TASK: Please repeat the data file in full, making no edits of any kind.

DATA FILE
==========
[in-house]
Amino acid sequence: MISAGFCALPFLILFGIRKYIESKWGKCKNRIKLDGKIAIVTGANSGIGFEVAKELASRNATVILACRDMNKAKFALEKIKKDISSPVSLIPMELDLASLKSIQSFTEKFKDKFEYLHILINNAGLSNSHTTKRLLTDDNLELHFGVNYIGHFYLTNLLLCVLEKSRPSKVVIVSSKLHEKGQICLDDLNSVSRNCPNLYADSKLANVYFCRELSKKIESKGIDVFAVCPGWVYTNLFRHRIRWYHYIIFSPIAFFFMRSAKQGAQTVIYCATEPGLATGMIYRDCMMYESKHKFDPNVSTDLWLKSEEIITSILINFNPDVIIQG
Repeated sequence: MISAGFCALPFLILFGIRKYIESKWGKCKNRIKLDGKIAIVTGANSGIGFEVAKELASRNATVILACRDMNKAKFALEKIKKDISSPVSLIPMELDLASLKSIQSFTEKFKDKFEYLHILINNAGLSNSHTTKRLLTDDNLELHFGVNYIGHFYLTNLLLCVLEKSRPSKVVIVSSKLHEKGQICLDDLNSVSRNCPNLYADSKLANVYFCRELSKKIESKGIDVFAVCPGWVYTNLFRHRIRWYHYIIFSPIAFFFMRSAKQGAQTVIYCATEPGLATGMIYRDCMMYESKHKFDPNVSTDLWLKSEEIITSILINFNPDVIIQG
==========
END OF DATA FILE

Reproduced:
[in-house]
Amino acid sequence: MISAGFCALPFLILFGIRKYIESKWGKCKNRIKLDGKIAIVTGANSGIGFEVAKELASRNATVILACRDMNKAKFALEKIKKDISSPVSLIPMELDLASLKSIQSFTEKFKDKFEYLHILINNAGLSNSHTTKRLLTDDNLELHFGVNYIGHFYLTNLLLCVLEKSRPSKVVIVSSKLHEKGQICLDDLNSVSRNCPNLYADSKLANVYFCRELSKKIESKGIDVFAVCPGWVYTNLFRHRIRWYHYIIFSPIAFFFMRSAKQGAQTVIYCATEPGLATGMIYRDCMMYESKHKFDPNVSTDLWLKSEEIITSILINFNPDVIIQG
Repeated sequence: MISAGFCALPFLILFGIRKYIESKWGKCKNRIKLDGKIAIVTGANSGIGFEVAKELASRNATVILACRDMNKAKFALEKIKKDISSPVSLIPMELDLASLKSIQSFTEKFKDKFEYLHILINNAGLSNSHTTKRLLTDDNLELHFGVNYIGHFYLTNLLLCVLEKSRPSKVVIVSSKLHEKGQICLDDLNSVSRNCPNLYADSKLANVYFCRELSKKIESKGIDVFAVCPGWVYTNLFRHRIRWYHYIIFSPIAFFFMRSAKQGAQTVIYCATEPGLATGMIYRDCMMYESKHKFDPNVSTDLWLKSEEIITSILINFNPDVIIQG